A guest post by LH Member Martin Thompson.
Sir Giles Gilbert Scott was an English architect known for his work on such structures as Liverpool Cathedral, Waterloo Bridge, Bankside Power Station, Battersea Power Station and also for the design of the iconic red telephone box. He came from a family of architects. His father was an architect, himself the son of Sir George Gilbert Scott, known for designing the Albert Memorial and the Midland Grand Hotel at St Pancras Station.
Scott was born at 26 Church Row, Hampstead. He was one of the six children and third son of George Gilbert Scott Jr and his wife, Ellen. He attended Beaumont College preparatory school and in January 1899 he became an articled pupil in the office of Temple Moore, who had studied with Scott’s father. In later years Scott remarked to his friend John Betjeman, “I always think that my father was a genius. … He was a far better architect than my grandfather and yet look at the reputations of the two men”. As a boy Gilbert and his brother Adrian were taken by their mother Ellen on many cycle trips, which he called ‘church crawls’ visiting some of the masterpieces of church architecture on the Kent-Sussex border. It is possibly these field trips that inspired the young Scott to become one of Britain’s greatest modern church architects.
In 1903, when still only 22, he won a competition to design Liverpool’s Anglican Cathedral. However, due to the sheer size of the building, which took over 60 years to complete, and which became his lifelong project, he died before the building was completed. While working in Liverpool, Scott met and married Louise Hughes, a receptionist at the Adelphi Hotel. The marriage was a happy one and lasted until Louise Scott’s death in 1949. They had three sons, one of whom sadly died in infancy.
As Liverpool Cathedral arose Scott’s fame grew, and he began to secure commissions for secular buildings. One of the first was for Clare College, Cambridge, Memorial Court, which was in a neo-Georgian style. The style was also used for a house he designed for himself in Clarendon Place, Paddington in 1924. This won the annual medal for London street architecture of the Royal Institute of British Architects in 1928. An English Heritage Blue Plaque commemorates his residence here from 1926 until his death in 1960.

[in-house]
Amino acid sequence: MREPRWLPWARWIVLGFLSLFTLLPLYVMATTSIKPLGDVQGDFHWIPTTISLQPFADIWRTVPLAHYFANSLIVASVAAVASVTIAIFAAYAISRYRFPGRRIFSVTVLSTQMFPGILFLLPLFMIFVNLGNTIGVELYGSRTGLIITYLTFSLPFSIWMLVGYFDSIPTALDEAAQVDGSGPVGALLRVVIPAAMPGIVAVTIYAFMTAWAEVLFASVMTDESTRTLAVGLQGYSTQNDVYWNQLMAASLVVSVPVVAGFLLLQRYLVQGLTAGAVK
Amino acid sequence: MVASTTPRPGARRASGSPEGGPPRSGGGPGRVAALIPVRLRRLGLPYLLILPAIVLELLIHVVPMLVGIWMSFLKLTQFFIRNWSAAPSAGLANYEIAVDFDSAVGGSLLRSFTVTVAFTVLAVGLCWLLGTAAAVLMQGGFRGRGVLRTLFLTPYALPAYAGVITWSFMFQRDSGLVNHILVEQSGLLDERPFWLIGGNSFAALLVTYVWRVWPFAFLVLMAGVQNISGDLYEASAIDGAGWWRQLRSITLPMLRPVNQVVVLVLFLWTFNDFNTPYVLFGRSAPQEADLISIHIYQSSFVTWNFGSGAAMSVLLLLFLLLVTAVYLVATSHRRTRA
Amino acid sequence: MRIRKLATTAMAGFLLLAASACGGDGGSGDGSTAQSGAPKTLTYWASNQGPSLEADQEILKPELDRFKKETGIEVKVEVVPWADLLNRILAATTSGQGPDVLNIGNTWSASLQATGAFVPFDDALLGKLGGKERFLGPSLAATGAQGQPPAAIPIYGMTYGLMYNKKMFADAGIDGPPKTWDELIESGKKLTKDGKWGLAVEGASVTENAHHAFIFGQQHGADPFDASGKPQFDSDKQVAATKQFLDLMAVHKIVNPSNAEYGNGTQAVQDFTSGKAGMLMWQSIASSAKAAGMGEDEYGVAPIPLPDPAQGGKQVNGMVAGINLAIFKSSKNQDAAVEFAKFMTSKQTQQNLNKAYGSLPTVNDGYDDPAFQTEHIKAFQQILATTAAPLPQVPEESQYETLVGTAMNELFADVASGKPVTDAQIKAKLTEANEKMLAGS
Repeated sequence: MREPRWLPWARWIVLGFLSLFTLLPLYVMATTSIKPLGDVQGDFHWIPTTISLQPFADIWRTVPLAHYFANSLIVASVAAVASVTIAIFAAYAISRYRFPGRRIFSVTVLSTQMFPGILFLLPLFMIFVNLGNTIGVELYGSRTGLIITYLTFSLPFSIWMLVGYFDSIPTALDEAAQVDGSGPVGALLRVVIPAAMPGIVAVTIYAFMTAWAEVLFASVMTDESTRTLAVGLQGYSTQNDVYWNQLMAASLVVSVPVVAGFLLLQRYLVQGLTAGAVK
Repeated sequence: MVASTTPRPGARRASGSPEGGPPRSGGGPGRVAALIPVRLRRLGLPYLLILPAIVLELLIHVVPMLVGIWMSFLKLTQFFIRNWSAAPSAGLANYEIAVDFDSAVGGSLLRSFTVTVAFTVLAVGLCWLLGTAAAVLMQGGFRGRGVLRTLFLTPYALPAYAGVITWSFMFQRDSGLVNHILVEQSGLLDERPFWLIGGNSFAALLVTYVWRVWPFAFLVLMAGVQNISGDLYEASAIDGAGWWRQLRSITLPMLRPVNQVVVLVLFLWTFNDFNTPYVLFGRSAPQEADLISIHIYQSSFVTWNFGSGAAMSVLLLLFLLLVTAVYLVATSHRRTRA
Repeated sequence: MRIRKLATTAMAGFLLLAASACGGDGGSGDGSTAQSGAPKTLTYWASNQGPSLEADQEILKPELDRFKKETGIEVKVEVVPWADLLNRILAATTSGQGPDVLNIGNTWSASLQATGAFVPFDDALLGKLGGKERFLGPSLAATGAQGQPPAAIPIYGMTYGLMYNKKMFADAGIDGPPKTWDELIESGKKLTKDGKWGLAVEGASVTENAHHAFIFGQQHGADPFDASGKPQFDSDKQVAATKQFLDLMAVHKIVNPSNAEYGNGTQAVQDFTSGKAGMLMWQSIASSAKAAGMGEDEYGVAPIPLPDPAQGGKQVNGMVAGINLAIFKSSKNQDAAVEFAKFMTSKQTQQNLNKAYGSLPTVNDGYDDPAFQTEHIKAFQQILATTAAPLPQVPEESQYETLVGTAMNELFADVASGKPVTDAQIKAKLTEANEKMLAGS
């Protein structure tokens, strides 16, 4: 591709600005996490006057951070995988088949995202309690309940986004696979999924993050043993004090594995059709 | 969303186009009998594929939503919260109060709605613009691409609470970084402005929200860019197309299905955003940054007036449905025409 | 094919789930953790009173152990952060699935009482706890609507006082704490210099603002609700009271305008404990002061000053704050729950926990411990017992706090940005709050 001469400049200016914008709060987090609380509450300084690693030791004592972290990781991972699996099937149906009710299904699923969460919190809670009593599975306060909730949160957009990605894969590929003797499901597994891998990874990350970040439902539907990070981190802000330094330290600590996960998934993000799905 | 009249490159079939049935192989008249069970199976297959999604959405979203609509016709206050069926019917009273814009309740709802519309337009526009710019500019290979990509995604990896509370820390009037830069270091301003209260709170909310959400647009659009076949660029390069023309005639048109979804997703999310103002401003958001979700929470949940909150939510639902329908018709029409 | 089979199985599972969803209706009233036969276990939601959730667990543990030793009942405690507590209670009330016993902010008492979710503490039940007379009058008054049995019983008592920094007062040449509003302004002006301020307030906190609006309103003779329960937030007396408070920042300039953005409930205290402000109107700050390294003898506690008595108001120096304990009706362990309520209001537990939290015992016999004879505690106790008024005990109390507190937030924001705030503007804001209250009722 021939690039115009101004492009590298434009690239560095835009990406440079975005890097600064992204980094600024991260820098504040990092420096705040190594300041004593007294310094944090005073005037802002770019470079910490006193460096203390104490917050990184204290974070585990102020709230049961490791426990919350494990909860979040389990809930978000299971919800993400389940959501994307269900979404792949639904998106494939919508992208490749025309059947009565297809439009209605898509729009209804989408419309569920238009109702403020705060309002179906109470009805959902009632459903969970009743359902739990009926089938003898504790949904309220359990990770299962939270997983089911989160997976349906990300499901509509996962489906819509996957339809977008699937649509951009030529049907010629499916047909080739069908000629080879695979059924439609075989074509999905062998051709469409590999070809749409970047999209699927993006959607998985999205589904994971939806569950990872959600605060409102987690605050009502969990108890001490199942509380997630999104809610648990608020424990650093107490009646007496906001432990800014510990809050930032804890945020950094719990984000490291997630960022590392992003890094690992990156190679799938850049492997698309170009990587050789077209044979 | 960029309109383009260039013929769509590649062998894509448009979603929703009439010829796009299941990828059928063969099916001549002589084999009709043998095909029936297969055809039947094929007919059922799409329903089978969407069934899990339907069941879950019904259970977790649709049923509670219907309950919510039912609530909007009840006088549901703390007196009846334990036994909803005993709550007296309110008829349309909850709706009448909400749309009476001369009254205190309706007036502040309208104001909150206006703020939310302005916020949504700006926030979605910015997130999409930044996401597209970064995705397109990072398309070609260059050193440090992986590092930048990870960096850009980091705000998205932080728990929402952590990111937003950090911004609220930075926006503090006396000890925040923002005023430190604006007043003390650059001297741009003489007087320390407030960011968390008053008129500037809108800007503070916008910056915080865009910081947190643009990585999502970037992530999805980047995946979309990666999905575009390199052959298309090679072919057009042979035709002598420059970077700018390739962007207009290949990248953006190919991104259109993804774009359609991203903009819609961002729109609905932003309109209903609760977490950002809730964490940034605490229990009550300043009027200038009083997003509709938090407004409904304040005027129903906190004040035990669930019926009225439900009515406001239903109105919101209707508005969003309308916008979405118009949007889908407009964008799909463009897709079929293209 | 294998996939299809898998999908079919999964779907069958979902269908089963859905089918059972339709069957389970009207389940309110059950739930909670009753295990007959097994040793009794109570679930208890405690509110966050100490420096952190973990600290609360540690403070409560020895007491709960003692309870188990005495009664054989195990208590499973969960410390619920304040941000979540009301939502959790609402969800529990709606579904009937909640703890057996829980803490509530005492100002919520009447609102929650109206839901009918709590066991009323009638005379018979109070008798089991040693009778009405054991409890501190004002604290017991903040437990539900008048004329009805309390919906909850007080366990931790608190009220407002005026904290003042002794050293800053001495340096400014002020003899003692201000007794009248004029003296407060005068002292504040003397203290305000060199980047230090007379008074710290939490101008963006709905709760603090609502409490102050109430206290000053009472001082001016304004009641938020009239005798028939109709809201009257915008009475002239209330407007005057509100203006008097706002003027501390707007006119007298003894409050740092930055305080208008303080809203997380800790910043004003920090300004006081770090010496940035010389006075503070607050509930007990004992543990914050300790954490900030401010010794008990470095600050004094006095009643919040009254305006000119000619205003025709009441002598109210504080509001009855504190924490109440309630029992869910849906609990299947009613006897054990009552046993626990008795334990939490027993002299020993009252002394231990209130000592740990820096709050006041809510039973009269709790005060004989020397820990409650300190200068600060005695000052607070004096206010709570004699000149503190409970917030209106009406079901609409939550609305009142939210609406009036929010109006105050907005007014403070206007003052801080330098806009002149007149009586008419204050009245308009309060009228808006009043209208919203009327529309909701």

He went on to design huge buildings across the UK. Amongst them was Battersea Power Station, which was completed in 1933. It became one of the most admired as well as conspicuous modern buildings in London. After many years of neglect, it is currently being refurbished as the centre piece of a new development at Nine Elms.
Scott also designed London’s new Waterloo Bridge although at the time there was a lot of controversy over the demolition of John Rennie’s Greek Doric Bridge. It is often referred to as the women’s bridge due to the fact that many of the builders were women during the Second World War, although this was never officially acknowledged. The bridge was formally opened in 1945.
After the Commons chamber of the Palace of Westminster was destroyed by bombs in 1941, Scott was appointed in 1944 to rebuild a new chamber. He felt that it should be congruent with the old as anything else would have clashed with the Gothic style of Charles Barry and Augustus Pugin.
Inspired by the mausoleum that the Neo-Classical Architect, Sir John Soane had designed for himself in St Pancras Old Church Yard, Scott designed two versions of the telephone box for the General Post Office. These iconic pieces of design, of which there are still some 9,500 around the country, are now being put to other uses thereby giving them a new lease of life. The design of the red telephone box and his work on Liverpool Cathedral, led to him receiving a knighthood in 1924.
Possibly his greatest impact on the City of London was Bankside Power Station on the south bank of the Thames opposite St. Paul’s Cathedral. In designing this building, Scott demonstrated that power stations could be fine buildings in their own right. Completed in 1960, the building had a relatively short life as a Power Station closing in 1981 and is now the Tate Gallery of Modern Art.
Scott remained working into his late 70s. He was working on designs for the Roman Catholic Church of Christ the King, Plymouth, when he developed lung cancer. He took the designs into University College Hospital, where he continued to revise them until his death aged 79 on 8 February 1960. Scott was buried outside the west entrance of his masterpiece, Liverpool Cathedral, alongside his wife.
Unless otherwise stated, all images: London Historians.